Afro-soul stars the Budos Band are back with a metallic barnburner of a fourth album. The Daptone-signed instrumental band have a way of making their horns sound larger than life, their guitar riffs sound gigantic and beats sound perfectly considered, on songs like the psychedelic title track, that make an absense of a singer an afterthought. On “The Sticks,” the 10-man band craft a kind of funkadelic Led Zeppelin track with gnarly, evil riffs and a bassline that won’t quit that could have existed in virtually any decade over the past half-century—that fact that it’s here now just feels like a gift. True heads know the distance between funk and metal is only skin deep, but Burnt Offering manages to make that incredibly apparent. It’s like locking Black Sabbath in a room with Parliament and ending up with something too out of this world to fathom. Cool beyond believe, Burnt Offering has us hooked. Keep it coming, guys.
Alejandro Rose-Garcia's second album under the name Shakey Graves is the kind of music that keeps Austin weird and retains its Texan flavor. And the War Came is a blissful late-night drive of FM country ballads buzzing out of the busted stereo of your old car. Surprisingly minimal, Shakey Graves, armed with his guitar, whiskey-pitched vocals and foot-stomping percussion, gives country-rock an edge of millennial hipness lacking from most contemporary acts, but without any of the ironic distance. His sincere approach comes through in the feelings of love and joy he has for the country culture around him. The album's single, a duet with Esmé Patterson called "Dearly Departed," recalls Bob Dylan and Emmylou Harris on the legendary album, Desire . Shakey's voice drenched in whiskey and beer harmonizes in a swirl of Beauty and the Beast against Patterson's sweet, melodious twang. The sparseness of "If Not For You" with just a man and his guitar feels more like Depression Era hobo folk where someone pours out through the soul not for money or recognition, but because they know no way to keep it in. For those who think "country music isn't for me," they should blast some Shakey Graves in their car and see how he's keeping Texas the hub for interesting country.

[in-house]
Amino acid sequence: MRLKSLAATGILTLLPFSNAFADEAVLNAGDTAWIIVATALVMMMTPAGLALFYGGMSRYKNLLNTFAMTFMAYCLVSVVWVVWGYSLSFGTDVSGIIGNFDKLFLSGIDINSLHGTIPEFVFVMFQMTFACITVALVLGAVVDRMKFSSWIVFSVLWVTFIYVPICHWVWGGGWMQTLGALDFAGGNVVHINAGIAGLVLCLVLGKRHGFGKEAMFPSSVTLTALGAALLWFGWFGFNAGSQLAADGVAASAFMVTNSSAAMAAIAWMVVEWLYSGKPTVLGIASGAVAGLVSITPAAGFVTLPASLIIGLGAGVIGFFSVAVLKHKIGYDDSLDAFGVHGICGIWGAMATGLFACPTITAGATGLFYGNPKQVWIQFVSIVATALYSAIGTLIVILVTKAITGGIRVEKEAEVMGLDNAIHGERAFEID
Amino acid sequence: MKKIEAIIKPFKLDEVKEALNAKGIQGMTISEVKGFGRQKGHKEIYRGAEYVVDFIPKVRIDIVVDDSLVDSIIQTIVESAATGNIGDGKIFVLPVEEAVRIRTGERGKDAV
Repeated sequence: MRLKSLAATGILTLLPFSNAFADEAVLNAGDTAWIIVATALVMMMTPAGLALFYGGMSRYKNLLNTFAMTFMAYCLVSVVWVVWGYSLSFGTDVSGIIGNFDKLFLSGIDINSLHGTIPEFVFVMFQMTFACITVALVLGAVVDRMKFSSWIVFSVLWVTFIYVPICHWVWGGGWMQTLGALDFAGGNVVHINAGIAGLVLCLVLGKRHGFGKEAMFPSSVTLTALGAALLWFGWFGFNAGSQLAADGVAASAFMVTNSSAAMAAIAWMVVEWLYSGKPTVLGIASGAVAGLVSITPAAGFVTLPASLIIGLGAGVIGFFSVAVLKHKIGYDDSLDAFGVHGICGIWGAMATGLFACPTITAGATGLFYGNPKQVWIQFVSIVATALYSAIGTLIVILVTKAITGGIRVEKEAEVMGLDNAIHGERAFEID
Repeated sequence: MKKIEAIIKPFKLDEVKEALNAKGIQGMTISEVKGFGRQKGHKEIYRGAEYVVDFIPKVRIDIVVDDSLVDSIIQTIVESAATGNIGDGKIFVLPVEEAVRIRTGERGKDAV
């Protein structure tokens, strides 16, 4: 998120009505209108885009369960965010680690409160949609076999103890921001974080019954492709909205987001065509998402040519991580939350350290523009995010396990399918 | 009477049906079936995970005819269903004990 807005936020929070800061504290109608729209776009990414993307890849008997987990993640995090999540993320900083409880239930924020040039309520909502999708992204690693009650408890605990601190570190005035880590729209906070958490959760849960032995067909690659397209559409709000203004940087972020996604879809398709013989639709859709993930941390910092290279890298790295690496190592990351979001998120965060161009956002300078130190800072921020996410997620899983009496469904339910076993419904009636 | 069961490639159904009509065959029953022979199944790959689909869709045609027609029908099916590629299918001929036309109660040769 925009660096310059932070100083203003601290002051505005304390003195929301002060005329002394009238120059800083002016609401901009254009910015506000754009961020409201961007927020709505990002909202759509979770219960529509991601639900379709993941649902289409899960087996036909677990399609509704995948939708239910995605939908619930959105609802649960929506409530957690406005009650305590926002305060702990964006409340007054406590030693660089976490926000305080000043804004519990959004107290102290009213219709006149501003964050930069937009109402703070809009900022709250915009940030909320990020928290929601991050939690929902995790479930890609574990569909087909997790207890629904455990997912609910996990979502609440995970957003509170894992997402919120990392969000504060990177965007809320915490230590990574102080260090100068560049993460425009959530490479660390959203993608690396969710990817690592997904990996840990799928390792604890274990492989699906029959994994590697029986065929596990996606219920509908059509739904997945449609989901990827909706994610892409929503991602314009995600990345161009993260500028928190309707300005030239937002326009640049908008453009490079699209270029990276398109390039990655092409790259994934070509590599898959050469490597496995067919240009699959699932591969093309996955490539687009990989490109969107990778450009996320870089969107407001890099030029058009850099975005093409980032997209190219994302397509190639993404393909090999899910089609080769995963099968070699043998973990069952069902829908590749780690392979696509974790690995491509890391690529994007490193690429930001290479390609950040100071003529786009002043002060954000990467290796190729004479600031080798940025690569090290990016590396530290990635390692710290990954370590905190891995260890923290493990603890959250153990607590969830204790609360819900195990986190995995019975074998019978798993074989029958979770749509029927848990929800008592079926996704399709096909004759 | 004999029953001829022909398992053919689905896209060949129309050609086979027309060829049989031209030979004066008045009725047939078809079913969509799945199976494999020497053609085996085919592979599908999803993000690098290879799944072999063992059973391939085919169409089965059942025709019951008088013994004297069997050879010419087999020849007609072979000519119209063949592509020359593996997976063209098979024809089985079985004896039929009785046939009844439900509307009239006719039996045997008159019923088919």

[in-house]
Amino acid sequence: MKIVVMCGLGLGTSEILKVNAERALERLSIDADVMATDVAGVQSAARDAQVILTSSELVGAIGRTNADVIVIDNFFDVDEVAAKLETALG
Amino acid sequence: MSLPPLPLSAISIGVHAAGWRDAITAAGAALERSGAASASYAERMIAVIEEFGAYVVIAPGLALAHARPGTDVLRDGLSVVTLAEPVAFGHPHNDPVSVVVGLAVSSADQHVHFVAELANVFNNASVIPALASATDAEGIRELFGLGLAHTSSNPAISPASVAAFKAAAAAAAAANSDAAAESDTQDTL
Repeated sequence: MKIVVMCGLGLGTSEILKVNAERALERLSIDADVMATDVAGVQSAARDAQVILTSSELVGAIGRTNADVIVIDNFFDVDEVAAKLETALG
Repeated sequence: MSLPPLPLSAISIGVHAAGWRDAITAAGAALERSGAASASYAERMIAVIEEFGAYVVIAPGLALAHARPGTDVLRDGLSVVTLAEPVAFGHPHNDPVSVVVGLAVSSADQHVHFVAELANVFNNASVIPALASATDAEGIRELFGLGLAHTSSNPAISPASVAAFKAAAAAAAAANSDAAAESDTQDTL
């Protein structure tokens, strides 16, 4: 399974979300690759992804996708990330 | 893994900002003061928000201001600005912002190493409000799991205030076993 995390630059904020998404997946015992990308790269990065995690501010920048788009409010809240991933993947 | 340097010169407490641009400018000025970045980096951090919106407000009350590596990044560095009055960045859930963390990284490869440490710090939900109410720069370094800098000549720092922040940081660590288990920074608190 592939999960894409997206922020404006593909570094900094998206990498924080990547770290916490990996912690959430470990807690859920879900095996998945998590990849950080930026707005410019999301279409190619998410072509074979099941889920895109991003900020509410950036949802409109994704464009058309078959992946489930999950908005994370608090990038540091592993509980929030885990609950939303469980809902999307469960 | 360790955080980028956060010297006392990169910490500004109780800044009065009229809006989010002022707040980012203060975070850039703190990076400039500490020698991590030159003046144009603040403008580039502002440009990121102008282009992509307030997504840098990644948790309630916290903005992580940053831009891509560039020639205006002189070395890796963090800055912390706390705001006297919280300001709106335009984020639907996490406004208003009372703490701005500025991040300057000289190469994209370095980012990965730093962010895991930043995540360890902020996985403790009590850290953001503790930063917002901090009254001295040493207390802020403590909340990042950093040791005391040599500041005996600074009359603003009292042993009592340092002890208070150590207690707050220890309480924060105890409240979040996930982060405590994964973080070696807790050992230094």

Ye, what else hath risen from the fallen ashes of the LCD? Former LCD Soundsystem drummer Pat Mahoney and Dennis “Jee Day” McNany of The Juan Mclean release their eponymous debut, Museum Of Love . The duo made themselves known last year when they released the darkly groove ridden “Down South” back in 2013 along with the repetitiously soulful “Monotronic.” The album is indeed a continuation of the beats set in motion with their pre-released singles. At the forefront and most apparent are the distinct vocals of now frontman Pat Mahoney. Having named the outfit after a Daniel Johnston song the vocals are surprisingly soulful. Uniquely placed between a sort of David Byrne / Bryan Ferry croon, the vocals are draped over Jee Day’s complex disco beats. The velvety vocals are employed remarkably well, comforting the listener as they groove through the eerie steely “Learned Helplessness in Rats (Disco Drummer).” The experience culminates in the closing track, “All The Winners (Fuck You Buddy),” which actually sounds like a closing credits tune complete with obligatory orchestral strings. The shadow of the inherent nepotism of DFA’s flagship group completely cast aside, let us welcome freshly Museum of Love in all its soul shaking glory. Thanks be.
Weezer have had it up to here with Weezer. They make as much plain on “Back to the Shack,” the first single from Everything Will Be Alright in the End , singing a mea culpa: “Sorry guys I didn’t realize that I needed you so much/I thought I’d get a new audience, I forgot that disco sucks.” So Everything is their bid to make things right, packing all of the catchy melodies they’d been neglecting as of late into one album. Songs like “Ain’t Got Nobody” bring back the pizza party power-pop and rocketship riffs of their early work, with “Happy Days” melodies aplenty in songs like “Eulogy for a Rock Band.” And Best Coast’s Bethany Cosentino shows up to co-write and trade off vocals on the catchy “Go Away,” which could’ve easily fit on a Best Coast album as well and shows just how much Weezer remain influential. Their reverence to the same ol’ influences and lyrical territory is summed up by the intro to “Lonely Girl,” which just repeats a few chords and the words “My lonely girl” four times, before following with “so baby come on.” But it comes off as charming here for the first time in a while, sounding legitimately like a band of high school friends still in love with classic rock ‘n’ roll. Things get a little corny now and then, as they often do on Weezer albums—there’s a silly little pop song called “The British Are Coming”—but they pair those kind of sentiments with strong melodies. By the time we get to the album’s metal-inspired trilogy ending, it’s like, who cares, it’s Weezer and they’re doing their thing. With the solid Everything Will Be Alright in the End , Weezer restore that kind of faith from their audience and probably will strike a chord with a few new young fans along the way, too.